Dress code reversal

2013-2014 policy remains in place until advisory council meets


Apoorva Rangan

Student council representatives discuss the dress code change with Dean of Students Kevin Williamson on Aug. 13. The meeting helped establish the reason for the change and suggest alternatives.

As of last Thursday, the 2013- 2014 dress code will take precedence over the version in the 2014-2015 student handbook. A dress code advisory committee aims to start meeting in early October to consistently review and update the dress code.

The 2014-15 dress code originally required that skirts reach the top of the knee for enforcement issues, according to ASB president Sarah Bean.

“If a teacher saw a skirt they thought was too short and sent the student to [Dean of Students] Mr. Williamson for follow-up, they would have pulled down the skirt to four inches by the time they got to his office,” Sarah said. “There were a lot of people pushing it too far.”

Williamson clarified his goals with the knee-length requirement as well as the creation of the dress code council.

“My objective is to create a learning environment here that is not distracting,” Williamson said. “My sense is that we are looking at two polar ends of the spectrum, so it would really help me and the administration come up with something good for the school if we had more input.”

The committee will consist of faculty, male and female students, and parents. As of Wednesday, Williamson hopes to have the council begin meeting in the first week of October. The administration has some interested faculty members and is deliberating the process for parent involvement.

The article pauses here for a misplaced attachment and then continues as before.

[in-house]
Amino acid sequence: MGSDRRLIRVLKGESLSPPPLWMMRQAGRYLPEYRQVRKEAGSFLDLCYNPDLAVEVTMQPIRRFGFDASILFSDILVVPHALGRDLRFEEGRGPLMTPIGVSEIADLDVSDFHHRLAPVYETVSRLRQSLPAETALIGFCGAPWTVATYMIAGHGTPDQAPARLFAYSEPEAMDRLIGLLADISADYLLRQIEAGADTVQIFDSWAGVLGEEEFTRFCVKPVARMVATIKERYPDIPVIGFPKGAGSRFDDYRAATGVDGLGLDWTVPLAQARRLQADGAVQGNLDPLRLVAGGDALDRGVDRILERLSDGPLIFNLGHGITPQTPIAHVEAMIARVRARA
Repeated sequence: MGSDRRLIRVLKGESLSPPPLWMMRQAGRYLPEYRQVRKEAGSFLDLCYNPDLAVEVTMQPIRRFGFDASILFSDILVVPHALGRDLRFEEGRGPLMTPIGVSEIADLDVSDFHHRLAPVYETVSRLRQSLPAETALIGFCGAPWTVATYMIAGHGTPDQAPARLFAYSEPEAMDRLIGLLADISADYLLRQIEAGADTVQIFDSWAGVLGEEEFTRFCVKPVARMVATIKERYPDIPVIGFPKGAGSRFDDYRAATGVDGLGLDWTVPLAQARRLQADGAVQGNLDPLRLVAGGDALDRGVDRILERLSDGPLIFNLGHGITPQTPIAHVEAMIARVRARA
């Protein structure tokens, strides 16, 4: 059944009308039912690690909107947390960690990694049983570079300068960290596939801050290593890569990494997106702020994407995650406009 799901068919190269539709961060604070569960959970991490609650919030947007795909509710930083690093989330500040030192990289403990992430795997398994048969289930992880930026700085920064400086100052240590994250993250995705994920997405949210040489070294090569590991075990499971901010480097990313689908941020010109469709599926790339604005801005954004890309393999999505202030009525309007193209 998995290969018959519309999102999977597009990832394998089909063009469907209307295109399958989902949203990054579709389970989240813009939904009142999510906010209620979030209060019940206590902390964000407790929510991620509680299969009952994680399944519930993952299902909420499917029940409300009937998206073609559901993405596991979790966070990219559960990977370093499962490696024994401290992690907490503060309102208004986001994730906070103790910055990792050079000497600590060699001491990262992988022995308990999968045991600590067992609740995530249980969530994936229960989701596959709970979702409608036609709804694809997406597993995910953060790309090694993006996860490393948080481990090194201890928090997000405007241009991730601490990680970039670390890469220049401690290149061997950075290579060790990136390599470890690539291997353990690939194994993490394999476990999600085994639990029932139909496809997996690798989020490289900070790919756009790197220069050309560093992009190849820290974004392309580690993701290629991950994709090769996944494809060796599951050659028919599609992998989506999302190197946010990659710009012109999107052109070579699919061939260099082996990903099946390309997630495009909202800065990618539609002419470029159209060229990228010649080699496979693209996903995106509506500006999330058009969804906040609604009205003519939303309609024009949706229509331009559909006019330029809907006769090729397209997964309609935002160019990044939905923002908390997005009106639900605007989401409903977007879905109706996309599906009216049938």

The knee-length requirement was widely discussed over social media, resulting in the creation of a Facebook group called “Skirt the Rules,” which intended to coordinate a student response to the new code.

“I was disappointed at the freedom it prohibited,” Helen Woodruff (11) said. “Also, it implied that it is more important for a girl to worry about distracting others rather than to better her education.”

Although some think the council will benefit the school by getting a variety of opinions, others question how much of an impact it will have, as it will be hard to satisfy everyone.

“Clearly the students, parents, and faculty have really different definitions for what appropriate schoolwear is,” said Aishu Murari (11). “There are always going to be people who are unhappy with the results.”

The last largely untested change to the dress code was made before the 2011-2012 school year when flip flops were removed from the list
of acceptable footwear.

“I think there’s a major lesson from this situation,” ASB Vice President Jessica Chang (12) said. “Whatever rule
the administration decides, we need to respect.”

 This piece was originally published in the pages of the Winged Post on August 29, 2014.